• Estate Tax. The new law prevents steep increases in estate, gift and generation-skipping transfer (“GST”) tax that were slated to occur for individuals dying and gifts made after 2012 by keeping the exemption levels at $5,000,000 (indexed for inflation). The 2013 level, while not yet official, has been estimated to be $5,250,000. However, the new law increases the top estate, gift, and GST rate (for transfers in excess of the exemption amounts) from 35% to 40%. It also continues the portability feature that allows the estate of the first spouse to die to elect to transfer his or her unused estate and gift tax exemptions (but not his or her unused GST exemption) to the surviving spouse. For states that impose a separate state estate tax (including Maryland and the District of Columbia), the combined effective estate tax rate could approach 50%. Thus, lifetime gifts continue to be an excellent planning technique to avoid state estate taxes and to remove future appreciation from the taxable estate, since most states do not impose a separate gift tax on lifetime transfers. With the inflationary increases in the exemption levels, clients who attempted to exhaust their gift and GST tax exemptions in 2012 will have some additional exemption to work with in 2013 and beyond. Note that unrelated to the new law, the annual gift tax exclusion for 2013 has increased to $14,000.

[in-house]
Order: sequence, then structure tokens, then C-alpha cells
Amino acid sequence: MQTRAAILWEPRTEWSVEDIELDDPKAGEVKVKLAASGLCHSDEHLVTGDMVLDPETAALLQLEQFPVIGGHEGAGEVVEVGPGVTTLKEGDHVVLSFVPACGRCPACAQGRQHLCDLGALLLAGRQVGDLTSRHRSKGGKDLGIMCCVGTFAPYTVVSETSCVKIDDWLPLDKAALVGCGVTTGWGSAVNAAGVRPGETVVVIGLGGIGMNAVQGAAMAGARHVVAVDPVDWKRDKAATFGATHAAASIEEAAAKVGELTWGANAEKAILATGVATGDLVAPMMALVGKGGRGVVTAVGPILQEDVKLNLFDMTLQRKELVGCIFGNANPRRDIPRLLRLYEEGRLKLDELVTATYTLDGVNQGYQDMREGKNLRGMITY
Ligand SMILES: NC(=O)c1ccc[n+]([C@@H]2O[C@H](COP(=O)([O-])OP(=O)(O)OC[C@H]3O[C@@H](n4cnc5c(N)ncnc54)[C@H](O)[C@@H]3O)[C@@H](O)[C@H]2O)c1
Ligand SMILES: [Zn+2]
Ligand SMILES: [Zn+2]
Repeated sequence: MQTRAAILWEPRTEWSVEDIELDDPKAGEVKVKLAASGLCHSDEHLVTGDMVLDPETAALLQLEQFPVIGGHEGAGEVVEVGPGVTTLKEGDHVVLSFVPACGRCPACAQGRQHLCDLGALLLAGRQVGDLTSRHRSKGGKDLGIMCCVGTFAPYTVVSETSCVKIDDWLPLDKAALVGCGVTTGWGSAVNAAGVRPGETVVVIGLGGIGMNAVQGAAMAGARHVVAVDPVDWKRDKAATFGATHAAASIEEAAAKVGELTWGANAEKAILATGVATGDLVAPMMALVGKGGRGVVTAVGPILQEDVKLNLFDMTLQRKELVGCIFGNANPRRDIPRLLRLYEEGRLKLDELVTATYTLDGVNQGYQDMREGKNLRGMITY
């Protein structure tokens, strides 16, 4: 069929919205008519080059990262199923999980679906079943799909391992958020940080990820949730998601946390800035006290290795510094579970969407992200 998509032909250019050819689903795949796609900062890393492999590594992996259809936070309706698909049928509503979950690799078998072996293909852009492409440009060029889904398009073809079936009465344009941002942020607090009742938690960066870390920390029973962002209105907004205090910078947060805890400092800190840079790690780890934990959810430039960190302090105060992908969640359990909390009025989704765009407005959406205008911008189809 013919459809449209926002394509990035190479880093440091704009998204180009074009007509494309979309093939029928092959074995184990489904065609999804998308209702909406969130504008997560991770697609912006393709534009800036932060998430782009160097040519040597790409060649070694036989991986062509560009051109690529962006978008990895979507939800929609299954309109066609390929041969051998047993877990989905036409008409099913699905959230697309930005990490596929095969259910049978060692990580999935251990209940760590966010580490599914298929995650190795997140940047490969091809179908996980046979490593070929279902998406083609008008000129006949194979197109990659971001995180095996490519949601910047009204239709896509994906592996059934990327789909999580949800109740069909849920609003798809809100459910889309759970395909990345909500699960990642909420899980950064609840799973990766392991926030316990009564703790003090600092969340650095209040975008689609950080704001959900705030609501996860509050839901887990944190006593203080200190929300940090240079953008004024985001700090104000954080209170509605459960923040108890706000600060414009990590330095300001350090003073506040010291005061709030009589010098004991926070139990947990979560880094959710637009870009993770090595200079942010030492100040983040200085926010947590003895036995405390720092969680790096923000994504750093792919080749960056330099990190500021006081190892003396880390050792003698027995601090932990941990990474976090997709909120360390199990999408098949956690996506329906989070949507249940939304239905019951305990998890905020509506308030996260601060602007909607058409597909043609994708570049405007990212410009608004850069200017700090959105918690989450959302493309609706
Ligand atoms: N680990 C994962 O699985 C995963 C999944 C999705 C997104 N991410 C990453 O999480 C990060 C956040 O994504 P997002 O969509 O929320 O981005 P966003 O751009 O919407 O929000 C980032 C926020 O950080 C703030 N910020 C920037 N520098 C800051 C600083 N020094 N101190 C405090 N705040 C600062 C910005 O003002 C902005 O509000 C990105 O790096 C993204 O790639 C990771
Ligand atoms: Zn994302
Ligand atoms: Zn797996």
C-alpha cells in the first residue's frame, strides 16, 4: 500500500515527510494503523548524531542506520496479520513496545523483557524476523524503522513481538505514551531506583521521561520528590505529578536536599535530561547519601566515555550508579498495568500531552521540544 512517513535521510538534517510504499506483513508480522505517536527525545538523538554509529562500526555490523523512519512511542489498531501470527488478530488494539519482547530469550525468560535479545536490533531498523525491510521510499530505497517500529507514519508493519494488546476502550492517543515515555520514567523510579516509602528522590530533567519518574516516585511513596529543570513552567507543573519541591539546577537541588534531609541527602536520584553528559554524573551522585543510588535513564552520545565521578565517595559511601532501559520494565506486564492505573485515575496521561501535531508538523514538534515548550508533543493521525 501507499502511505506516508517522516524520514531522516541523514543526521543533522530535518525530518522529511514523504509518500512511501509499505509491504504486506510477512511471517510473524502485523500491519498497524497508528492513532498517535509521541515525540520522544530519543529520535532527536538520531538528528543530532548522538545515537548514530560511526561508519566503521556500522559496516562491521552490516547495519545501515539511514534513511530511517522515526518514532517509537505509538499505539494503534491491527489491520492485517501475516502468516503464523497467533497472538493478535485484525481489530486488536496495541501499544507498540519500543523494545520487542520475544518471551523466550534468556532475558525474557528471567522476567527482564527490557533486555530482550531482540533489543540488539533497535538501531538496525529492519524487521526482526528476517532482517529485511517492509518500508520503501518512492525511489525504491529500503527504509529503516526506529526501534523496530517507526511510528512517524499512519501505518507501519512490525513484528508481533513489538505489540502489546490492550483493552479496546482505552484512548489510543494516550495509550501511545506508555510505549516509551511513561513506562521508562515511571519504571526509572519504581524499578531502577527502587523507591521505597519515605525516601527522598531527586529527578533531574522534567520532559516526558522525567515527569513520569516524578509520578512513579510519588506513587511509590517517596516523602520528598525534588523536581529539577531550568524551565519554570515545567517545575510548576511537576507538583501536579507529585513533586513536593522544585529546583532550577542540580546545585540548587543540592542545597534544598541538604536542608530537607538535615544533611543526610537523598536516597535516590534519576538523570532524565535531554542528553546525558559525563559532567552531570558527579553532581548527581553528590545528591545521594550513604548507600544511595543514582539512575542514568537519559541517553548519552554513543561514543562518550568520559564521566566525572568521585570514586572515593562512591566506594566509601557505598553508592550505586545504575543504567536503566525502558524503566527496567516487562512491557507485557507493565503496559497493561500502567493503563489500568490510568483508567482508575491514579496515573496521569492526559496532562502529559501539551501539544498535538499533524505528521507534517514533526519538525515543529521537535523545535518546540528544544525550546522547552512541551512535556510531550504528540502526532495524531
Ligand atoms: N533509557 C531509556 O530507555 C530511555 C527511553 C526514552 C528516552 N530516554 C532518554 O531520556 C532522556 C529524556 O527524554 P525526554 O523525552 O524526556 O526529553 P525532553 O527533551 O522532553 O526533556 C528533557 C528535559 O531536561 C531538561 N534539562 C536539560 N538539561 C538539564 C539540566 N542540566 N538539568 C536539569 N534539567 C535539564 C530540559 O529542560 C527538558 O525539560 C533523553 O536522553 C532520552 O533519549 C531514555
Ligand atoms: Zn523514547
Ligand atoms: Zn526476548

• Capital Gains and Qualified Dividends Rates. The top rate for capital gains and dividends will increase to 20% (up from 15%) for taxpayers with incomes exceeding $400,000 (single) or $450,000 (joint filers). For taxpayers whose ordinary income is generally taxed at a rate below 25%, capital gains and dividends will be subject to a 0% tax rate. The rate of 15% will continue to apply to taxpayers subject to at least a 25% rate of tax on their ordinary income, but whose income is below the $400,000/$450,000 thresholds. It should be noted that the 20% top rate does not include the new 3.8% surtax on investment-type income and gains for tax years beginning after 2012, which applies on investment income above $200,000 (single) and $250,000 (joint filers) in adjusted gross income. So actually, the top rate for capital gains and dividends beginning in 2013 will be 23.8% if income falls in the 39.6% tax bracket. For lower income levels, the tax will be 0%, 15%, or 18.8%.